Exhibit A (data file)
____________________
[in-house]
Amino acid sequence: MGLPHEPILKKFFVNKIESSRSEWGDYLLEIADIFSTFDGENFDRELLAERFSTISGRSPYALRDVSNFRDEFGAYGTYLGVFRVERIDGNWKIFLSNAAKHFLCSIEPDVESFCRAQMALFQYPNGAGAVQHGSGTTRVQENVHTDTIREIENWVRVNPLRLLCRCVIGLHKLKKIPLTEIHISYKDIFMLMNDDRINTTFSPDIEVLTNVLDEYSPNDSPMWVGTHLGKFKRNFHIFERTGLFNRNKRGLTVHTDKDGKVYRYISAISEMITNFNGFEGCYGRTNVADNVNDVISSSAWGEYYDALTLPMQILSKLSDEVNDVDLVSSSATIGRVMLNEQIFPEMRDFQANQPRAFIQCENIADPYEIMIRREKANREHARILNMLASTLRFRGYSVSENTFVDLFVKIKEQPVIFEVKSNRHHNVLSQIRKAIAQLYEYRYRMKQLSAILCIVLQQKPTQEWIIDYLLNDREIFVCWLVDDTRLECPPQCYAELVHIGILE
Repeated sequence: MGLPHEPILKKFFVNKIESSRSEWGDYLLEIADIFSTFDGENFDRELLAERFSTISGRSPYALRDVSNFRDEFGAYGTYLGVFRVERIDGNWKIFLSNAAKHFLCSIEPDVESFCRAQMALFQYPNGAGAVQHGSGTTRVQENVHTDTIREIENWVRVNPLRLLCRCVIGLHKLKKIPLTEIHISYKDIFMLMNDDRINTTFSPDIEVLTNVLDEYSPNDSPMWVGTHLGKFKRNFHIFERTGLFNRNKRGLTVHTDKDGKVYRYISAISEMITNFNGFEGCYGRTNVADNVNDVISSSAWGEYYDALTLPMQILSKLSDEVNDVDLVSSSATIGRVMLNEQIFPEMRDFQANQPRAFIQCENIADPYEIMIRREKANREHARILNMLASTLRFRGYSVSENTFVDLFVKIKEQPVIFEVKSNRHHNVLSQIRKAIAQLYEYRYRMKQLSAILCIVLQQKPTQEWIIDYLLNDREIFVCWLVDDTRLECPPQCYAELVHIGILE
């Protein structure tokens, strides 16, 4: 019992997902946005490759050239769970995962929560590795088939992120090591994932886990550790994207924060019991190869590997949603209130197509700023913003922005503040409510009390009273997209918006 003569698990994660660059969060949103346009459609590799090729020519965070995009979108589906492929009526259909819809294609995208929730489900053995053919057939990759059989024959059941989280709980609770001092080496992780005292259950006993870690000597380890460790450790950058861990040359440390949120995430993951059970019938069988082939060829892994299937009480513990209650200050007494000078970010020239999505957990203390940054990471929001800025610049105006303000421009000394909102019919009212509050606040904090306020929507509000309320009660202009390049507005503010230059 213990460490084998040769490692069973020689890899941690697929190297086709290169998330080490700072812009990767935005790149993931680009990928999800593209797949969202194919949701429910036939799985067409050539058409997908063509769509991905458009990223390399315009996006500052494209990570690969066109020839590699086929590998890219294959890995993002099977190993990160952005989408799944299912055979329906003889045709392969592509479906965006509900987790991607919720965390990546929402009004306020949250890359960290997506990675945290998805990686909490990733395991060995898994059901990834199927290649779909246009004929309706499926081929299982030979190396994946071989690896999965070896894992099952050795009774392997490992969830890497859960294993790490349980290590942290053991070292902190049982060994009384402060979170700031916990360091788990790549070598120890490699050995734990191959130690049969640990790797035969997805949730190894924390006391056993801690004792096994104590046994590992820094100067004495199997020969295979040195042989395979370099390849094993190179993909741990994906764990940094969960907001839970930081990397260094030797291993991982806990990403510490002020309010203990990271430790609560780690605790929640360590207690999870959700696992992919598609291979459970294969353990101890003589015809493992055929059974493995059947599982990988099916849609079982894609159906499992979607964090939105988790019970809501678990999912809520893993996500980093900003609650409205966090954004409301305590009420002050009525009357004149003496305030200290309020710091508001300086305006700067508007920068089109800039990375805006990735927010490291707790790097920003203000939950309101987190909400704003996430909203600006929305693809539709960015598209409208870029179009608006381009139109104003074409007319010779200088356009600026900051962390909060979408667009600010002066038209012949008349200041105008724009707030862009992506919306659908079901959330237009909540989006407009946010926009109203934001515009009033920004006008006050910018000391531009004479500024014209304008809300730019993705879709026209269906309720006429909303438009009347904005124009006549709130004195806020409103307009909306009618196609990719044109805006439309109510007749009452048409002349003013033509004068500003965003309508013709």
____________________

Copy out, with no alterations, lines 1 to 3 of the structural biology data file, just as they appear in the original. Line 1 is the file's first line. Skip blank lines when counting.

[in-house]
Amino acid sequence: MGLPHEPILKKFFVNKIESSRSEWGDYLLEIADIFSTFDGENFDRELLAERFSTISGRSPYALRDVSNFRDEFGAYGTYLGVFRVERIDGNWKIFLSNAAKHFLCSIEPDVESFCRAQMALFQYPNGAGAVQHGSGTTRVQENVHTDTIREIENWVRVNPLRLLCRCVIGLHKLKKIPLTEIHISYKDIFMLMNDDRINTTFSPDIEVLTNVLDEYSPNDSPMWVGTHLGKFKRNFHIFERTGLFNRNKRGLTVHTDKDGKVYRYISAISEMITNFNGFEGCYGRTNVADNVNDVISSSAWGEYYDALTLPMQILSKLSDEVNDVDLVSSSATIGRVMLNEQIFPEMRDFQANQPRAFIQCENIADPYEIMIRREKANREHARILNMLASTLRFRGYSVSENTFVDLFVKIKEQPVIFEVKSNRHHNVLSQIRKAIAQLYEYRYRMKQLSAILCIVLQQKPTQEWIIDYLLNDREIFVCWLVDDTRLECPPQCYAELVHIGILE
Repeated sequence: MGLPHEPILKKFFVNKIESSRSEWGDYLLEIADIFSTFDGENFDRELLAERFSTISGRSPYALRDVSNFRDEFGAYGTYLGVFRVERIDGNWKIFLSNAAKHFLCSIEPDVESFCRAQMALFQYPNGAGAVQHGSGTTRVQENVHTDTIREIENWVRVNPLRLLCRCVIGLHKLKKIPLTEIHISYKDIFMLMNDDRINTTFSPDIEVLTNVLDEYSPNDSPMWVGTHLGKFKRNFHIFERTGLFNRNKRGLTVHTDKDGKVYRYISAISEMITNFNGFEGCYGRTNVADNVNDVISSSAWGEYYDALTLPMQILSKLSDEVNDVDLVSSSATIGRVMLNEQIFPEMRDFQANQPRAFIQCENIADPYEIMIRREKANREHARILNMLASTLRFRGYSVSENTFVDLFVKIKEQPVIFEVKSNRHHNVLSQIRKAIAQLYEYRYRMKQLSAILCIVLQQKPTQEWIIDYLLNDREIFVCWLVDDTRLECPPQCYAELVHIGILE